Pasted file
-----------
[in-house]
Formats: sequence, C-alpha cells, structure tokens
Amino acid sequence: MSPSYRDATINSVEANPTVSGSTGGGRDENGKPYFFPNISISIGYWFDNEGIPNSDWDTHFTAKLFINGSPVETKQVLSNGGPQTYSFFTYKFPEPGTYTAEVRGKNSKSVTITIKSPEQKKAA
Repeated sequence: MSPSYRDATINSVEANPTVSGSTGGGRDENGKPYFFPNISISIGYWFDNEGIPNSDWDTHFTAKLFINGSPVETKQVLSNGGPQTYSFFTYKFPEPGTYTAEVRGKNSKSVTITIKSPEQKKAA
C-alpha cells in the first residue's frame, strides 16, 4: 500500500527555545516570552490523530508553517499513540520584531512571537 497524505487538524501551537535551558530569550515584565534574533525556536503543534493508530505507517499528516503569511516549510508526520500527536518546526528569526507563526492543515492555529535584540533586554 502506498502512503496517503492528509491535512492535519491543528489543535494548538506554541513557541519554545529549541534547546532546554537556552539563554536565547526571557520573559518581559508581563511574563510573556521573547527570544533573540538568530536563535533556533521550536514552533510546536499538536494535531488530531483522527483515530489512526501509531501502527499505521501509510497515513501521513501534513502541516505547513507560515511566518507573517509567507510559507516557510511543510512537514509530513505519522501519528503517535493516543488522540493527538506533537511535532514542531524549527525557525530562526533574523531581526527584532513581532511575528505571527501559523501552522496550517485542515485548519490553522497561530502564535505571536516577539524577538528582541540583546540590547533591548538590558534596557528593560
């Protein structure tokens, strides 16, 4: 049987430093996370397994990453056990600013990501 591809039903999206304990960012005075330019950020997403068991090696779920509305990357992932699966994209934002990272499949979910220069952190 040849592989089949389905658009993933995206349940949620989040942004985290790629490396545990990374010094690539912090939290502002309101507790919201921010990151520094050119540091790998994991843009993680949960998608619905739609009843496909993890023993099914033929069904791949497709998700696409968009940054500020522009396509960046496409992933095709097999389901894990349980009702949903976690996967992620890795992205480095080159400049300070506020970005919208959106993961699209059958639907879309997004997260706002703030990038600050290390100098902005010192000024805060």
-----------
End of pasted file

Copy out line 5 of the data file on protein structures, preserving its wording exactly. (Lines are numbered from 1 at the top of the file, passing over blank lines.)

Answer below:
C-alpha cells in the first residue's frame, strides 16, 4: 500500500527555545516570552490523530508553517499513540520584531512571537 497524505487538524501551537535551558530569550515584565534574533525556536503543534493508530505507517499528516503569511516549510508526520500527536518546526528569526507563526492543515492555529535584540533586554 502506498502512503496517503492528509491535512492535519491543528489543535494548538506554541513557541519554545529549541534547546532546554537556552539563554536565547526571557520573559518581559508581563511574563510573556521573547527570544533573540538568530536563535533556533521550536514552533510546536499538536494535531488530531483522527483515530489512526501509531501502527499505521501509510497515513501521513501534513502541516505547513507560515511566518507573517509567507510559507516557510511543510512537514509530513505519522501519528503517535493516543488522540493527538506533537511535532514542531524549527525557525530562526533574523531581526527584532513581532511575528505571527501559523501552522496550517485542515485548519490553522497561530502564535505571536516577539524577538528582541540583546540590547533591548538590558534596557528593560